The Supreme Court of Kenya began weighing a legal bid to revive government plans to shake up the country’s political system, seven months ahead of crucial elections.
The Supreme Court ruling on the proposed constitutional changes, expected after three days of hearings this week began January 18, and may have major consequences for the August 9, 2022 presidential and parliamentary polls.
The government is seeking to overturn previous court rulings that rejected the sweeping reforms and the way they were introduced as unconstitutional.
Dubbed the Building Bridges Initiative (BBI), it aims to expand the executive and overturn the winner-takes-all electoral system blamed for frequent explosions of poll-related violence in the East African nation.
But President Uhuru Kenyatta’s detractors see it as little more than a naked grab for power by a two-term president who cannot run a third time, with the BBI potentially allowing him to assume a new post of prime minister.
The BBI was drawn up following a rapprochement between Kenyatta and his erstwhile opponent Raila Odinga and a famous handshake between the two after post-election fighting in 2017 that left dozens of people dead.
The proposed amendments to the 2010 constitution were approved by parliament in May last year and were then due to be put to a referendum.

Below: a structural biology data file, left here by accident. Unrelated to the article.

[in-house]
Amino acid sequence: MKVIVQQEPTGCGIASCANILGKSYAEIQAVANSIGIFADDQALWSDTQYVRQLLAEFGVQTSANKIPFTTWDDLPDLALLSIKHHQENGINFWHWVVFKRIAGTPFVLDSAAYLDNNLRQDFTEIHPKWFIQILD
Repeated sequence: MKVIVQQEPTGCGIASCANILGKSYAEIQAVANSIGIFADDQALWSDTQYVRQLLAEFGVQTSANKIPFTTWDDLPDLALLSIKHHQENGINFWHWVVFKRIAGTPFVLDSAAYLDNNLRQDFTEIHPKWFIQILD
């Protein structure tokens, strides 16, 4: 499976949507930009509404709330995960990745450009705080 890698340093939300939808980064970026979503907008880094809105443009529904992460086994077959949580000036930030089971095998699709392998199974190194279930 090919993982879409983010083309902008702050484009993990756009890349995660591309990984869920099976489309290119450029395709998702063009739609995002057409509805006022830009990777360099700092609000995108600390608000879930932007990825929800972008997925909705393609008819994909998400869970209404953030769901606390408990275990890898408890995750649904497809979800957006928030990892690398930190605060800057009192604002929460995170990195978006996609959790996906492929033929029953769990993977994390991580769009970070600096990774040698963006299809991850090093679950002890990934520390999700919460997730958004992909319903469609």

But just two days later, the High Court ruled they were illegal as the President did not have the right to initiate the process.
Court of Appeal in August upheld that view and said Kenyatta could even be sued in a civil court for launching the process.
Some analysts say that even if the Supreme Court sides with the government and allows the proposals to be put to a public vote, there will likely not be time to hold a referendum before the August election.
With its diverse population and large ethnic voting blocs, Kenya has long suffered politically-motivated communal violence around election time, notably after a 2007 poll when more than 1,100 people died.
Deputy President William Ruto, who is vehemently opposed to the BBI, is expected to run against Odinga in what is widely seen as a two-horse race for the country’s top job.